Andrew Blauvelt, MD, MBA: I think one of the important points that we’ve experienced over the last 6 or 7 years now since dupilumab was approved is that for a long time dupilumab was all we had. So we kept patients on maybe longer than what we do now because that’s all we had, and they were happy mostly. It’s a great start, a great drug. In my experience about 80% of patients do well on dupilumab. These days we’re pushing the envelope. You all are talking about pushing the envelope with additive topicals, and then there’s the other choice, to push the envelope by switching the systemic monotherapy. In my experience, the patients coming in for trials are done with topicals. They’ve been so topical heavy in their lifetime, all day they’ve been putting stuff on their skin. So, I like the idea of spot therapy, but on the other hand, if you think about the ease and what the patients want, it is to do the least possible to be healthier and normal. We now have tools that can take us farther away from topicals for those tough patients. Of course, spot therapy, I’m a fan of that too, but I’m trying to put myself in their shoes and, “I’m doing this shot, but now you want me to do a cream too.” It can get old after a while, I think.
Jonathan I Silverberg, MD, PhD, MPH: That comes full circle to what we talked about, the shared decision-making. Shared decision-making is not just how to decide the first-line therapy, but if you’re not getting the best response with whatever drug, where do we go next? Do you try combo therapy? Do you switch class? Do you switch within class? The truth is they probably all will work in some patients, and I wish we had better studies that could inform that or give us personalized medicine approaches, but until we have that, we’re going to be doing this trial-and-error process.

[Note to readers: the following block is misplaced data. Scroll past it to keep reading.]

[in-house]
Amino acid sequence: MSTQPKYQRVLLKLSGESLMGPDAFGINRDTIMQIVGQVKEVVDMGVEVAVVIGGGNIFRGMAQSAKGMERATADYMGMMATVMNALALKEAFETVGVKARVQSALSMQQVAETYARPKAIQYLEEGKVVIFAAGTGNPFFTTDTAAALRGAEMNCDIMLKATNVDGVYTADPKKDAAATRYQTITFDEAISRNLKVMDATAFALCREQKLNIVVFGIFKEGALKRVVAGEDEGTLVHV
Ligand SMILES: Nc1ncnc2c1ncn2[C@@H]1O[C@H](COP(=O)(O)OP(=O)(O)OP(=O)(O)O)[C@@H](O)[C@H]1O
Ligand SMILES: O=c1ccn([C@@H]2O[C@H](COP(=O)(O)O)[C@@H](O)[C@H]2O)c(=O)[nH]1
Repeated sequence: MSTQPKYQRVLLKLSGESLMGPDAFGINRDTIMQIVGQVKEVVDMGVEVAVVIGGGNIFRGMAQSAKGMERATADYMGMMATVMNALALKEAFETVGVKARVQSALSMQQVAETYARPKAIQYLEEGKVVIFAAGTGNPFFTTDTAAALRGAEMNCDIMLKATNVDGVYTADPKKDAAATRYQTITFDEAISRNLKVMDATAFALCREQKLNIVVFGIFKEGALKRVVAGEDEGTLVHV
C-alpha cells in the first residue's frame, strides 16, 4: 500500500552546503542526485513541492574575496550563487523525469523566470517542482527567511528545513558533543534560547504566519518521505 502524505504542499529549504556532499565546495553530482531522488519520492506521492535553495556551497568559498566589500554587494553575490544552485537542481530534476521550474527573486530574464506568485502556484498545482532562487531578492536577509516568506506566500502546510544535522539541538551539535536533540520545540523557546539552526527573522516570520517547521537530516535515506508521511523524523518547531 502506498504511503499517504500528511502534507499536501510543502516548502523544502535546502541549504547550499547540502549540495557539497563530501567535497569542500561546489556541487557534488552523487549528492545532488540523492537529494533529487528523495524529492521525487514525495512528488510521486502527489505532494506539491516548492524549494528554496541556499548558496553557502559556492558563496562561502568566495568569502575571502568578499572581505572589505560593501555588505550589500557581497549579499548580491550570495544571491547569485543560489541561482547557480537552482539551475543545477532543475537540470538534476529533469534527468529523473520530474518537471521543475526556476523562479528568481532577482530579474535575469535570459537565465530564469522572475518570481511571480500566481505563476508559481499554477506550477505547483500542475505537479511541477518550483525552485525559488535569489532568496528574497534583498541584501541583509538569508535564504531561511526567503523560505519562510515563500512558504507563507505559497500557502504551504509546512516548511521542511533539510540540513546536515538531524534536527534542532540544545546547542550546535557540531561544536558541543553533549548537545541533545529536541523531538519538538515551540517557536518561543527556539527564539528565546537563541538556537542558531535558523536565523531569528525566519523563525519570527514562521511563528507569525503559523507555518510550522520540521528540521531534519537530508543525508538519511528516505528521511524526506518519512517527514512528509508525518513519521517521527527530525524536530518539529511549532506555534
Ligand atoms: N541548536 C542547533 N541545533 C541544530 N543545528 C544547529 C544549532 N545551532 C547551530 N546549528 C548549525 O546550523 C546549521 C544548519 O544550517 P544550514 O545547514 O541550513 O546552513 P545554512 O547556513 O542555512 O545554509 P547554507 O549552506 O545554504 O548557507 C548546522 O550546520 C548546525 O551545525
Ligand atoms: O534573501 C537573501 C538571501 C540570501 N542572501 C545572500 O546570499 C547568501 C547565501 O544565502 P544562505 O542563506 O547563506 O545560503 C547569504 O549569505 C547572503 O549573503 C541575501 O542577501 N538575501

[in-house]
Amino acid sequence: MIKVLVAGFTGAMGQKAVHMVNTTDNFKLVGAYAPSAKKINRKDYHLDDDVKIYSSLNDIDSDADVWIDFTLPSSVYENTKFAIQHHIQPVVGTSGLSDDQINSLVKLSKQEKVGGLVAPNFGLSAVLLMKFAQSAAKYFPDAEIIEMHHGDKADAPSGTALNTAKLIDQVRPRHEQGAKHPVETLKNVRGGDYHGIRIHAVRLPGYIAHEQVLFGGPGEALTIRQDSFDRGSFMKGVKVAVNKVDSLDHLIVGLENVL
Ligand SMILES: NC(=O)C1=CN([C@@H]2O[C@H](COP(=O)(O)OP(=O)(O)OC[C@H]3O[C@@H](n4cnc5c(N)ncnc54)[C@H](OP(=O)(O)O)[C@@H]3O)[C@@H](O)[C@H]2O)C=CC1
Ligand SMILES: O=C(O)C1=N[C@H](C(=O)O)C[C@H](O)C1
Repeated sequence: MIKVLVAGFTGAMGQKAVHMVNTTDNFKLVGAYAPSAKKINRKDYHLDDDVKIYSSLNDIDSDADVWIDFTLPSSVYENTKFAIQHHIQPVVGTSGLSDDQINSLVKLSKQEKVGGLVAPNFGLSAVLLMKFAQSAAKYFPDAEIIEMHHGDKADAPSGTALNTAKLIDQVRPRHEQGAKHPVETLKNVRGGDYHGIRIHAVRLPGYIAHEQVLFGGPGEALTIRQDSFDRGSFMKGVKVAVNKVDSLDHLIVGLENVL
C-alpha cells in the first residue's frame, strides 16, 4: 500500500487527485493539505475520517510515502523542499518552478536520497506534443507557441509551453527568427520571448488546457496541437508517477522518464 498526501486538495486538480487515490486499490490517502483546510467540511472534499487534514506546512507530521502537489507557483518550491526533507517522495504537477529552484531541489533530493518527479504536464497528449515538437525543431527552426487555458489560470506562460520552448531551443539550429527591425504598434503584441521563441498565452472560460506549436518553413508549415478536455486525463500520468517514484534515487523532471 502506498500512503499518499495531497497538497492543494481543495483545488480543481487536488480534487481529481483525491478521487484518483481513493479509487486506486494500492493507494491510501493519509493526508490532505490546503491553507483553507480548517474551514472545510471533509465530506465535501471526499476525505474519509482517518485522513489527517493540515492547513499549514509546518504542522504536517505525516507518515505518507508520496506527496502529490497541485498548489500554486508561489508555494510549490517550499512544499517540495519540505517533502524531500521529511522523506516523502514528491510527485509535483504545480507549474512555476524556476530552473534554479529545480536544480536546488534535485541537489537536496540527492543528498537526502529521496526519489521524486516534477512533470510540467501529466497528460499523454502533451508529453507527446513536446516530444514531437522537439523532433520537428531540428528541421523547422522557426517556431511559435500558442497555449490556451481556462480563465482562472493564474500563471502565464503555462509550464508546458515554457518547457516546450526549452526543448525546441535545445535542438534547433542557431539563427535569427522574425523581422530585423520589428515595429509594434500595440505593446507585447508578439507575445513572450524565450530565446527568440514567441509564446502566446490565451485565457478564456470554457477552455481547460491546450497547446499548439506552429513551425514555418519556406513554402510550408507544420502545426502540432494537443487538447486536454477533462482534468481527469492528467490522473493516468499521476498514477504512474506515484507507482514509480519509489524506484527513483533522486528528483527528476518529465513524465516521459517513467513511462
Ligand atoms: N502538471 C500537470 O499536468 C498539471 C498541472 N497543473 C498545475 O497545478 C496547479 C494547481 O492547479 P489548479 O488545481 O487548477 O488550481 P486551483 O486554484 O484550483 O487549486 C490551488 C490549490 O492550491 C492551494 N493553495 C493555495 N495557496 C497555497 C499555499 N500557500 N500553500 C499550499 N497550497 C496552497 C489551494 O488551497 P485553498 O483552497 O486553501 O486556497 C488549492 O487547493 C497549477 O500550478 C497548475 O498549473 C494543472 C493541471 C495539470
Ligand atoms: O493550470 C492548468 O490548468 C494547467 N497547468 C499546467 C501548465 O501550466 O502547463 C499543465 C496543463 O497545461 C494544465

Andrew Blauvelt, MD, MBA: There was an interesting psoriasis study of patients who had failed, and they defined that as failure of an IL-17 [interleukin-17] blocker, and then treated with an IL-23 blocker. We’ve had prior use of biologics and then a new one, but true failure with a definition, and then going on, so a tougher crowd. We maybe need that study in atopic dermatitis. A true failure, and then when you switch, and in the results, there was improvement in the bottom line. The definition of a failure of an IL-17 ended up being a tough patient because the results were not as good as a patient off the street being treated with an IL-23 blocker. Do you think the same thing would happen with such a trial?
Jonathan I Silverberg, MD, PhD, MPH: I think it’s a really hard study to do. I’m not sure anyone wants to jump into that unless they’re absolutely forced to. I suspect that won’t become a standard in the trial space for a few more years at least. Just clinically, I’ve cycled through all these different medications. You get patients who do better with dupilumab than tralokinumab, better with tralokinumab than dupilumab. So, we can look at trial data to predict a population response, but when you’ve that one patient in front of you, you don’t know what’s going to happen. You have to go with it and see where it goes.
Andrew Blauvelt, MD, MBA: I like the idea that they won’t necessarily fail the next one because they failed the first one. That’s an important message.
Transcript edited for clarity